A V2 accquired by British forces during Operation Backfire

Due to the increased weight of the V-2 over the V-1, it could not be launched from an inclined ramp as it would lack the speed to maintain roughly horizontal motion. Therefore, they would be launched vertically, and the pitch (angle of incline) would need to be adjusted so that the correct flight path could be attained. With additional problems such as induced yaw (left or right turning) movement and the tendency of a cylindrical object to rotate, this meant the V-2 and all future rockets would require guidance and control systems. The rocket used an inertial guidance system which consisted of two gyroscopes and a lateral accelerometer. A spinning object, in this case the gyroscope, possesses angular momentum which must be conserved. Thus, the object will resist any change in its axis of rotation, as a change in orientation will result in a change in angular momentum [3]. This is known as gyroscopic motion and it allows an object to maintain its orientation, even when inside a rocket. It allows the direction of the weapon to be known, and therefore adjusted, as the direction of the rocket can be compared to the direction of the gyroscopes. An analogue computer would then move control surfaces to re-orientate the missile.

Gyroscope operation, mounted inside three gimbals

To cause additional frustration amongst the engineers, the mass of the rocket would decrease in flight as fuel was expended, causing the centre of mass to shift. Changes in velocity and the density of the air also caused the centre of pressure to shift (this is the point through which aerodynamical forces are considered to act). The stability of a rocket is affected by the positions of these two points. If they move past each other, the rocket will become unstable. As a result of these factors, the navigation system would have to vary its level of input to the control surfaces, the difficulty of this ultimately causing accuracy issues like those seen in the V-1.

At the end of the war, approximately 4000 V-2 rockets were fired at Allied targets. Whilst the V-2 did show a higher kill count per launch than the V-1, its inaccuracy and relatively low amount of destruction (more damage could be caused via aerial bombing) meant its effect was mainly psychological. The entire V Weapons project had been a massive sink of resources for the German military. It likely hindered the war effort more than it helped as its total cost was $40 billion (2015), approximately 50% more than the far more successful Manhattan Project. However, despite the project’s failure, the developments made had brought in a new age of military technology. Allied and Soviet forces worked diligently to acquire as much information and German technical staff as they could, to develop their own versions of the weapons. Von Braun and Dornberger both defected to America where Von Braun would work for the rest of his life helping spearhead the American rocket program. The applications of these technologies would also see use beyond warfare, in the space race.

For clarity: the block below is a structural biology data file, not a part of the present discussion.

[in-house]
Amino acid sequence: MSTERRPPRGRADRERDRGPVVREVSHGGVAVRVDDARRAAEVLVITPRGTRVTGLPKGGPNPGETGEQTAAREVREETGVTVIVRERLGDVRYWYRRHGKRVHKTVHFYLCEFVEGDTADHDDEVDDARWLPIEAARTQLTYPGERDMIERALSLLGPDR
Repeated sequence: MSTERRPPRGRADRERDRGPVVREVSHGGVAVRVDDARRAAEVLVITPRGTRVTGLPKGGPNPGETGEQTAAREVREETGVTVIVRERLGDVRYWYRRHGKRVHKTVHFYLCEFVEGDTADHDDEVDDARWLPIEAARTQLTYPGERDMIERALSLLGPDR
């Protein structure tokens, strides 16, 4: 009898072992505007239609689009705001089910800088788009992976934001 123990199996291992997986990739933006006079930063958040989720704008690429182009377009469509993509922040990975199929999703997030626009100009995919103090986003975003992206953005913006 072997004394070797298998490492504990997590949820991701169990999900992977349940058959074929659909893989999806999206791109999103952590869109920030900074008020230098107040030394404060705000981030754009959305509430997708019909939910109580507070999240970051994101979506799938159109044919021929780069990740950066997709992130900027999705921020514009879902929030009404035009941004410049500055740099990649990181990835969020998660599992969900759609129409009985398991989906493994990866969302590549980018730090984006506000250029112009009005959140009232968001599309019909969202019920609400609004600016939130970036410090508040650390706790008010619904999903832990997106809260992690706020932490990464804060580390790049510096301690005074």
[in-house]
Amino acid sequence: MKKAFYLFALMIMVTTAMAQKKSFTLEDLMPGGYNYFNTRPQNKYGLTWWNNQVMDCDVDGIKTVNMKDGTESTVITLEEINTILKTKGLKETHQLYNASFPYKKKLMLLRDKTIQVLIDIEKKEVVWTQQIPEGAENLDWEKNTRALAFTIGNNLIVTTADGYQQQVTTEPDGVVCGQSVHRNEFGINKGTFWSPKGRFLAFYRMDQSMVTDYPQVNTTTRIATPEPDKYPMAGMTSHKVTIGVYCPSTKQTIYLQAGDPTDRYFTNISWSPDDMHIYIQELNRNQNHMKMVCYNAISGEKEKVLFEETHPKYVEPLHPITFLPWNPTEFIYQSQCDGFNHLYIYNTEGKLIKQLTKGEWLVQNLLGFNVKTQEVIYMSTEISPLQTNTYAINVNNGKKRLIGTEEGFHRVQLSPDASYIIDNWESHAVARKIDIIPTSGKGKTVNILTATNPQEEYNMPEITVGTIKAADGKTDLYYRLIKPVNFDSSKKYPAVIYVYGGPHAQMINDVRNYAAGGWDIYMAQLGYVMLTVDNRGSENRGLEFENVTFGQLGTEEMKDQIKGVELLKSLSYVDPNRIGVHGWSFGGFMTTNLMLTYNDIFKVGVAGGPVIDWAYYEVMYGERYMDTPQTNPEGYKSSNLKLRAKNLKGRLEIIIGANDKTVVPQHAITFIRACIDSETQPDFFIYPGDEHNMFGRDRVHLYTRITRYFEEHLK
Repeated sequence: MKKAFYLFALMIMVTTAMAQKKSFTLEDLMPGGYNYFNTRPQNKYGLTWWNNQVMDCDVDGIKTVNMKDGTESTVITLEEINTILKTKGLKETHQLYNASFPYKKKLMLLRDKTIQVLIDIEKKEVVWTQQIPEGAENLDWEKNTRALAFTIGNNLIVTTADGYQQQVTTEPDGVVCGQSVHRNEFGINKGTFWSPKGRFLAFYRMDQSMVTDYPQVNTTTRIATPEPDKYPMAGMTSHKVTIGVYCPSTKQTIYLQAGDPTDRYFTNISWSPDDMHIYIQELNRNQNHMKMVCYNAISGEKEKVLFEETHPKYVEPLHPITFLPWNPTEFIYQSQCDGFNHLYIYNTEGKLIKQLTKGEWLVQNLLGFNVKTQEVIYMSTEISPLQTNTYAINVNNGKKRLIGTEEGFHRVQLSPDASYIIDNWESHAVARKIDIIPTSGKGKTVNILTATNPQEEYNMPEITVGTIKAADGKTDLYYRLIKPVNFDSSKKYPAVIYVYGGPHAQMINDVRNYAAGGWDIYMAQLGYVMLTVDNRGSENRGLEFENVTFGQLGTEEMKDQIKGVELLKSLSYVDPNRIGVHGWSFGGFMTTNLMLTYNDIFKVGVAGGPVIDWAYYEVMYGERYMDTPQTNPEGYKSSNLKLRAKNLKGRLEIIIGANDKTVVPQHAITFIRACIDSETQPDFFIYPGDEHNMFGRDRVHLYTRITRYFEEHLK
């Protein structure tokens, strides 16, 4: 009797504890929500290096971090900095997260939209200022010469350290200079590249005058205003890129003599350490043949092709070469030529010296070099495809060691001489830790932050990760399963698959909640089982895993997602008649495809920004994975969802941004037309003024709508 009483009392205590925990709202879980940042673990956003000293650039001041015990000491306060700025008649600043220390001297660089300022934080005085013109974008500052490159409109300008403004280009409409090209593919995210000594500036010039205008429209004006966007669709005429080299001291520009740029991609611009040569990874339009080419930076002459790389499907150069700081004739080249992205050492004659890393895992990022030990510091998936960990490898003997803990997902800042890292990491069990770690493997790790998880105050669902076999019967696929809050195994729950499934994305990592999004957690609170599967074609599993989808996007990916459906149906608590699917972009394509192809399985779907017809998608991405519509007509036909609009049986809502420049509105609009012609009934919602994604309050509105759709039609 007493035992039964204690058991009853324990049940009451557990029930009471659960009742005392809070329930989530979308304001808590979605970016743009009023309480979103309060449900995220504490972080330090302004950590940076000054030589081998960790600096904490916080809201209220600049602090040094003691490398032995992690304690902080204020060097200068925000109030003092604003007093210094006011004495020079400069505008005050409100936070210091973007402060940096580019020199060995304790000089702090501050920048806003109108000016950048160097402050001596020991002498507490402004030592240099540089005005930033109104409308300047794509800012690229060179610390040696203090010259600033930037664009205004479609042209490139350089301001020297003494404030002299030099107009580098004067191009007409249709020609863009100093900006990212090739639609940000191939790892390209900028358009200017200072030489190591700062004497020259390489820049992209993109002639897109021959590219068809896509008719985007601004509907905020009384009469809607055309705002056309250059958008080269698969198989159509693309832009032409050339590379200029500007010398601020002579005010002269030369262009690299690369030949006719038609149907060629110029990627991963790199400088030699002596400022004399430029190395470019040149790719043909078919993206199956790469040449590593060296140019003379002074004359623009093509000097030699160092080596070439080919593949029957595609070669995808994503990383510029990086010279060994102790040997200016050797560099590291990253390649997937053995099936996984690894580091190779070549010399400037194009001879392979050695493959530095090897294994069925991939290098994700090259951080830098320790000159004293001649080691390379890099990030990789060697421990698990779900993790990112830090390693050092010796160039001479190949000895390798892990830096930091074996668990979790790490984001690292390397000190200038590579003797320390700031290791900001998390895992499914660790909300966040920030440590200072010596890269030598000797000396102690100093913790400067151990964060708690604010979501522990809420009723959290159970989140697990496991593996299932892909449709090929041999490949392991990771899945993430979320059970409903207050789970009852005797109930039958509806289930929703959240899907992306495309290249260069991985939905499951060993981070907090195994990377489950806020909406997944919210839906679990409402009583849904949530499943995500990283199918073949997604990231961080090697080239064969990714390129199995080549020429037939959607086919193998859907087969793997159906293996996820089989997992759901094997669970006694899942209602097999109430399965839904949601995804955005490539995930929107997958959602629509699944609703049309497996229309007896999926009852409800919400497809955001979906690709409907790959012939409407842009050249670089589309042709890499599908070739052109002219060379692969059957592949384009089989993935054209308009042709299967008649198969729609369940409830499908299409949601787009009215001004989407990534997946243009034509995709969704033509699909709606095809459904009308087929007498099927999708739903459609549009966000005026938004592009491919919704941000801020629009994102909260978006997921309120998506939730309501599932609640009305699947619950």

The Cold War and the Space Race

With the armies and nations of Fascism defeated (except for Francoist Spain), two new opposing superpowers had appeared, each with their own ideology and the beginnings of a rocket program. Capitalist America had, during Operation Paperclip, recruited much of the chief German technical staff and secured many V-2 rockets, whilst Communist Russia had the original testing facility of Peenemunde within the lands of the Eastern Bloc. In 1953, Russia tested their own nuclear weapons, ending the American monopoly on atom bombs. This, combined with the large distances required to reach strategic targets, outlined the need to develop long range missiles. The Arms Race of the Cold War had begun.